You can go sea kayaking in lots of nice places around the United States, but not with killer whales, bald eagles and glacier-covered volcanoes overlooking it all. There are a number of kayaking guide services available in Washington and Oregon and no experience is necessary for beginners’ cruises. Some of the more spectacular are in the San Juan Islands or from Whidbey Island north of Seattle. Trips run from two-hour paddles on calm water to full day whale-watching trips in the big water of Haro Strait that separates Washington State from Canada. One thing guaranteed, you’ll see wildlife and we’ve been scolded by 500-pound sea lions, watched whales spout off San Juan Island, seen salmon jumping in Puget Sound, even had a harbor seal climb out of the water onto our kayak at Whidbey Island (see our post Seals, Whales and Kayaks in What’s New). But just paddling over kelp forests and past deserted beaches is reward enough and a day on the water in a kayak is a day well spent.
The Festivals; Folklife, Bumbershoot, and the Fremont Street Fair; Seattle:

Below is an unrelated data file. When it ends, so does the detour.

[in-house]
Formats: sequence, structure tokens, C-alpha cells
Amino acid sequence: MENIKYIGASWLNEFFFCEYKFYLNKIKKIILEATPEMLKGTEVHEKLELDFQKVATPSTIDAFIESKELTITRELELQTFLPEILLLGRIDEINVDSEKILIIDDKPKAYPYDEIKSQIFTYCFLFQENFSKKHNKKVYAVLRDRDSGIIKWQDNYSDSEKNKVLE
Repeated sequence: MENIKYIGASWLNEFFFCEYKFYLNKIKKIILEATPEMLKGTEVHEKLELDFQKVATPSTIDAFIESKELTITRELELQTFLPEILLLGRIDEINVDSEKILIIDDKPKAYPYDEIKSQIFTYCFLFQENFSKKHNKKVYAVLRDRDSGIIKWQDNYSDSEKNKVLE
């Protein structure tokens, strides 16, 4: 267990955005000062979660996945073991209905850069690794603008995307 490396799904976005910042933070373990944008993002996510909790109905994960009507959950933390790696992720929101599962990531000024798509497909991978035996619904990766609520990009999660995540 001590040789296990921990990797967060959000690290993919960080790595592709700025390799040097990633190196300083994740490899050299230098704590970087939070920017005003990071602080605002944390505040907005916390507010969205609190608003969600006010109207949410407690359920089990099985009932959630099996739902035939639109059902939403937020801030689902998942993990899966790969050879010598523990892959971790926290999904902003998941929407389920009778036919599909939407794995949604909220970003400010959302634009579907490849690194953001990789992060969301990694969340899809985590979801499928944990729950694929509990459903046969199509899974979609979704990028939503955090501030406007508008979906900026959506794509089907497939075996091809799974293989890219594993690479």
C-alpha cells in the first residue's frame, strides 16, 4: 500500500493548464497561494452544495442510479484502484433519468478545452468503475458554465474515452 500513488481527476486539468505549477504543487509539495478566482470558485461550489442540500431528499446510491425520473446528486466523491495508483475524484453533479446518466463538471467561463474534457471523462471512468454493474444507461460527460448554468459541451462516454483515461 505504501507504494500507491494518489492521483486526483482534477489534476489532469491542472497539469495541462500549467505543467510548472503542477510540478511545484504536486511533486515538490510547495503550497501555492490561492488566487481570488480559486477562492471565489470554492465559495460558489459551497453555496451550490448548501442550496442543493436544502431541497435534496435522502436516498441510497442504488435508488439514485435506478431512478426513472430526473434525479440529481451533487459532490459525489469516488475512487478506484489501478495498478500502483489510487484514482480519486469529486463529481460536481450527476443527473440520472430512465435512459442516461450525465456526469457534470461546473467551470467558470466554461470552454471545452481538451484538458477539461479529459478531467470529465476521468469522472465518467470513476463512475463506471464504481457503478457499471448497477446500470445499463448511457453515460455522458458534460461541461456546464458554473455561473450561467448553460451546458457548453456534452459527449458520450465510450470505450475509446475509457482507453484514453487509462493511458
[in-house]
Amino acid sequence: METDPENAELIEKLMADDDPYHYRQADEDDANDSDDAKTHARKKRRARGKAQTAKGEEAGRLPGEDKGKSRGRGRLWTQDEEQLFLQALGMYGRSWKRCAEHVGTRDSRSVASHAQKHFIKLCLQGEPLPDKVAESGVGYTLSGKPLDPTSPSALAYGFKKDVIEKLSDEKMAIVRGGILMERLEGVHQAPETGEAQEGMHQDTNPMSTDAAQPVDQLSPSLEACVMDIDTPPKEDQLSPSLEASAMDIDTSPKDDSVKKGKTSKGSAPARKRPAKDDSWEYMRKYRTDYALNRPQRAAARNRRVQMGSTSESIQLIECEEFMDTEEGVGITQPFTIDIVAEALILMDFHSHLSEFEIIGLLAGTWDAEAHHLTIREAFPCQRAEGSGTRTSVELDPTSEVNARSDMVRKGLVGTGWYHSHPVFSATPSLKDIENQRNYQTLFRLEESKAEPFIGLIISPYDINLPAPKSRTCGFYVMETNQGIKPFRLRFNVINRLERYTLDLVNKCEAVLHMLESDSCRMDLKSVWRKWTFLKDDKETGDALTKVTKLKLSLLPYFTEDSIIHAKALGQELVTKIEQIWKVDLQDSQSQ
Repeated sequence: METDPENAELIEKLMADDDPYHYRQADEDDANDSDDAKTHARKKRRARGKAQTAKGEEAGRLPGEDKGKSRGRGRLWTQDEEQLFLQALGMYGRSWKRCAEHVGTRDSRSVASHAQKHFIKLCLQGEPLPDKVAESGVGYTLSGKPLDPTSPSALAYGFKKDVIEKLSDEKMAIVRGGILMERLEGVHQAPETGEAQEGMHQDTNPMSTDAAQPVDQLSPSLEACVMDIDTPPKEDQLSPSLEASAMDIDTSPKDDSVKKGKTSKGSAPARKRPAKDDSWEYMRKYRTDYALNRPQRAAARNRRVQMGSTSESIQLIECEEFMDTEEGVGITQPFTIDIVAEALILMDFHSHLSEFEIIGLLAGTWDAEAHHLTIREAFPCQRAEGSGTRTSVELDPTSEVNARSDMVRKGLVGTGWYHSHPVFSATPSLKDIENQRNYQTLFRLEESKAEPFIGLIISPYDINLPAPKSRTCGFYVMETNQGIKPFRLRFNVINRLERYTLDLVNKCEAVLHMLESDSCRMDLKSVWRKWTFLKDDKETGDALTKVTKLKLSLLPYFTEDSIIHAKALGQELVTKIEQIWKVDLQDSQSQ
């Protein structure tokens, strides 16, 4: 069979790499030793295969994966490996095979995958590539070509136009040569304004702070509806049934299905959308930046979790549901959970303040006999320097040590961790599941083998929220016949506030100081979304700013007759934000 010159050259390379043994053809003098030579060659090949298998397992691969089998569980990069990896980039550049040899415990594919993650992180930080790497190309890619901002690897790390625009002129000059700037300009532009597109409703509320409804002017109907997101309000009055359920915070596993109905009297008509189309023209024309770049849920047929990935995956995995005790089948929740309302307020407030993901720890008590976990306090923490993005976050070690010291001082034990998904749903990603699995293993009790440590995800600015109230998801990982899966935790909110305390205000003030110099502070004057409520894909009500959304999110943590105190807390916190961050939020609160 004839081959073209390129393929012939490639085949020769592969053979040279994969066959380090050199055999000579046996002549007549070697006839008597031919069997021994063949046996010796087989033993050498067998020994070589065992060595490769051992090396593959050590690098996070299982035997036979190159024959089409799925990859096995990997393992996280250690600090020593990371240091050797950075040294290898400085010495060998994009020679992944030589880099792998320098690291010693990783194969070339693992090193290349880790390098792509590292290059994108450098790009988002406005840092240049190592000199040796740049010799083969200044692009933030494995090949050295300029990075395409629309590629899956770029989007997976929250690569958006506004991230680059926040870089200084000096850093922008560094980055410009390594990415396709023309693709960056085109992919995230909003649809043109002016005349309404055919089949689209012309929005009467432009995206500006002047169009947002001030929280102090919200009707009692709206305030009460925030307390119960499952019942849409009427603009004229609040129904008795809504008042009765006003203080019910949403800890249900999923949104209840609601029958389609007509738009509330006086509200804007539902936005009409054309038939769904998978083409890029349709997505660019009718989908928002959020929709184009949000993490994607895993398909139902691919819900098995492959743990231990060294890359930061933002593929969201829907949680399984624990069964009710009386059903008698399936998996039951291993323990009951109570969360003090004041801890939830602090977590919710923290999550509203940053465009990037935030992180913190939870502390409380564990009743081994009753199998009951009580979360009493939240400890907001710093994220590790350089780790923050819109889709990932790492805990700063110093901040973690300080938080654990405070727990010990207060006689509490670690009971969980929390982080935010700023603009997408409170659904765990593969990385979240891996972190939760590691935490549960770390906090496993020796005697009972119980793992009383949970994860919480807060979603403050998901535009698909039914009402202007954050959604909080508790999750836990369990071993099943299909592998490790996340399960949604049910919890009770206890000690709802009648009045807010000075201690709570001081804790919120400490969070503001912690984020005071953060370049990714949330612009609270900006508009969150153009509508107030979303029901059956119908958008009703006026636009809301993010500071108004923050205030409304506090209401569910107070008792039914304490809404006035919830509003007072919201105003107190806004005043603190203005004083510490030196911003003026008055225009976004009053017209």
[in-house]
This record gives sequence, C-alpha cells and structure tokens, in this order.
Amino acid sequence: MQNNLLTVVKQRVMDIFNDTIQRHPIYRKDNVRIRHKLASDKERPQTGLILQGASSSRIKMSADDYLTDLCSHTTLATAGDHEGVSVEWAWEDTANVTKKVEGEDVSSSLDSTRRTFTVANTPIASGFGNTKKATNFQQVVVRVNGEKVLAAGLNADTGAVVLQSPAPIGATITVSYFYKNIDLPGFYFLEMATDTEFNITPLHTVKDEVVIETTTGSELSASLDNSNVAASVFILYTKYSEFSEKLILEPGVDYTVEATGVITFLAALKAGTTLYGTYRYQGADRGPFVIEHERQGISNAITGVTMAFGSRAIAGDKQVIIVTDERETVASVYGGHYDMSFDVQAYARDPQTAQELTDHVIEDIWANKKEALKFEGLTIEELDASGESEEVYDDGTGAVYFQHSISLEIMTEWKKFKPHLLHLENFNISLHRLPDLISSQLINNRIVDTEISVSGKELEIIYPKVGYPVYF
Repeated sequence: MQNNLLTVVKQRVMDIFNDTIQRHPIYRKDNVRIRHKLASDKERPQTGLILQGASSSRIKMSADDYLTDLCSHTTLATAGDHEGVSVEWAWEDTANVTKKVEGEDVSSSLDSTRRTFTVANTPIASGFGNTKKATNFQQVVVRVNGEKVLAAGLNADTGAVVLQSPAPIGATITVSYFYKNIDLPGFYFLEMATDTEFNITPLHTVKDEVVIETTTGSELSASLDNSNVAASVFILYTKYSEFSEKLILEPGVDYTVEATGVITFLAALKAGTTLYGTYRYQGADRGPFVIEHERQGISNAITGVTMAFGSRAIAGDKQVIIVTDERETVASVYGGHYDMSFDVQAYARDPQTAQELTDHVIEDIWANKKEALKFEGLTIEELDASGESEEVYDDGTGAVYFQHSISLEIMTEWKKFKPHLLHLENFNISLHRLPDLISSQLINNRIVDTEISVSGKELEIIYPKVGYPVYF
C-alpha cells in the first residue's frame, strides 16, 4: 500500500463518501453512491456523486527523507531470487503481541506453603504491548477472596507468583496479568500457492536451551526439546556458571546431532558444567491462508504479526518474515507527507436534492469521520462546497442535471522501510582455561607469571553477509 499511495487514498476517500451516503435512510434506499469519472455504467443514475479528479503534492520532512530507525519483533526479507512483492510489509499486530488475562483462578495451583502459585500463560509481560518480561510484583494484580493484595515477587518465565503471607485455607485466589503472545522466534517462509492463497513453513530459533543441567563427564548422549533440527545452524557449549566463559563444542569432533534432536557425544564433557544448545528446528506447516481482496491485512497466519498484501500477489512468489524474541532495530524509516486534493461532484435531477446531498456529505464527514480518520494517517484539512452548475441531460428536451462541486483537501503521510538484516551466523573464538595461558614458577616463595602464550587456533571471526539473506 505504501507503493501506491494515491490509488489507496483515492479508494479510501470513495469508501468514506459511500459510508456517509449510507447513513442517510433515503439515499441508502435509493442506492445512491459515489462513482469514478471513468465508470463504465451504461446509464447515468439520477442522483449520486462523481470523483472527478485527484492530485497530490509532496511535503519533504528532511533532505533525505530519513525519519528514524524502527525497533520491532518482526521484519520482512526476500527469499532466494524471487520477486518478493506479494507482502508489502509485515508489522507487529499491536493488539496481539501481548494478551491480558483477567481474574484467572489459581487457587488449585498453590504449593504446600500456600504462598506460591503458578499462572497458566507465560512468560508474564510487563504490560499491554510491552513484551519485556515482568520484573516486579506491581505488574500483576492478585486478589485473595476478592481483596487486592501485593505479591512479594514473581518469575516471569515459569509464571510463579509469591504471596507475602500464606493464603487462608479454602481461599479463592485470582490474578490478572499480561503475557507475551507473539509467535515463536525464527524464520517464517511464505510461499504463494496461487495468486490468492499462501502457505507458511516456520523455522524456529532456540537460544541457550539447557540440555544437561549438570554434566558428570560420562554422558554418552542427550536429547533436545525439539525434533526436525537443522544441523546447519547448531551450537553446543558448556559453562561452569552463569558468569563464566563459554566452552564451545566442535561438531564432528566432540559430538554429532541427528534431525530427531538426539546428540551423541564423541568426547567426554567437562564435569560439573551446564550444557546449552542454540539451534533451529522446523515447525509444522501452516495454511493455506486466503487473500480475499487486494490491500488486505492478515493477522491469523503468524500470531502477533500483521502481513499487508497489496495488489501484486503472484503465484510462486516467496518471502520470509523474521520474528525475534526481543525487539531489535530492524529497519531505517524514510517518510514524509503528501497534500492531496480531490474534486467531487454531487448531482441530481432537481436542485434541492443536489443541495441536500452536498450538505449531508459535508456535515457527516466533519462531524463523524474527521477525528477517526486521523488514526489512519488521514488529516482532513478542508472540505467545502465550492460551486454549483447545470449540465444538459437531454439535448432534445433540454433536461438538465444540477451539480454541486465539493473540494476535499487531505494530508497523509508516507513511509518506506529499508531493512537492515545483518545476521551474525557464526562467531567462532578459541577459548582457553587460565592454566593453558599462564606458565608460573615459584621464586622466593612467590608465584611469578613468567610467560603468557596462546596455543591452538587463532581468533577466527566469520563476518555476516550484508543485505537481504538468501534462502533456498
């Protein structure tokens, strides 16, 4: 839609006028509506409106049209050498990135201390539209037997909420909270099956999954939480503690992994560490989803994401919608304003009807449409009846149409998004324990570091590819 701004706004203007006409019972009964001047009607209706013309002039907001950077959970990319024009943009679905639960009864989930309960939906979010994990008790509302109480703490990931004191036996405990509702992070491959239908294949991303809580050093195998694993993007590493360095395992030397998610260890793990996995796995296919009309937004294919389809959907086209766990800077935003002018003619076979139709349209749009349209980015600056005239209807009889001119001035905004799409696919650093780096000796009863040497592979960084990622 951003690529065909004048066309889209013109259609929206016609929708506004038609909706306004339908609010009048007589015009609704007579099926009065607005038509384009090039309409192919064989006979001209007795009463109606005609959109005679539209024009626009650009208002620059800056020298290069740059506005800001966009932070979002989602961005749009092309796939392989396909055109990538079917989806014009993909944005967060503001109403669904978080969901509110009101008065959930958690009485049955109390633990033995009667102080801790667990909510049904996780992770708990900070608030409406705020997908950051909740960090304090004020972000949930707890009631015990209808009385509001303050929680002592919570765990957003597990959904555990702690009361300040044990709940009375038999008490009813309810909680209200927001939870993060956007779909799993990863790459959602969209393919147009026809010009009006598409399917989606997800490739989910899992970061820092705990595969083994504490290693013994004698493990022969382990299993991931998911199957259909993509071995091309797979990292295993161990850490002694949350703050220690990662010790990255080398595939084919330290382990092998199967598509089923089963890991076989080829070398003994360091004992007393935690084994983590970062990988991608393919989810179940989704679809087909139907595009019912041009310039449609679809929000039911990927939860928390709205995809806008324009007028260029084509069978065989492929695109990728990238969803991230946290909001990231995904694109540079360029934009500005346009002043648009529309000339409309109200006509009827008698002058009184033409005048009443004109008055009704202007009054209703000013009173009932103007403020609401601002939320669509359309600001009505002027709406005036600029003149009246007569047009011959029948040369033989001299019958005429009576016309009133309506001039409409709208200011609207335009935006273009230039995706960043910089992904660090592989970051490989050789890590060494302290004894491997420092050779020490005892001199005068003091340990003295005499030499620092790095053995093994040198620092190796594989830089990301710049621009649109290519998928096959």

Want a taste of Northwest culture? Try one or more of the many festivals in Seattle. Our hands down favorite is the Folklife Festival over the Memorial Day holiday at the Seattle Center grounds. Entry is free and the grounds are full of tattooed street bands playing everything from tubas and banjos to washboards and steel guitars. The more professional groups play on outdoor stages set up around the grounds. We like the rough and unpolished street buskers, but it’s all good. Somewhat more sophisticated, but still in keeping with the Northwest’s musical roots, is the Bumbershoot festival over Labor Day, also at the Seattle Center (bumbershoot – British slang for umbrella). With a modest entry fee Bumbershoot doesn’t have the raw edge of Folklife, but there is still great jazz, bluegrass, Latin bands and blues on the stages spread throughout the grounds. Then there’s the Fremont Summer solstice Street fair in mid-June. In Seattle’s free-wheeling Fremont neighborhood the fair kicks off with the “unofficial” bicycle parade of nude cyclists body-painted as fanciful animals and characters. The official parade is as funky as the bicyclists, except with clothes (see our post, Seattle’s Funky Fremont Fair in What’s New). http://www.nwfolklife.org http://bumbershoot.org http://www.fremontfair.org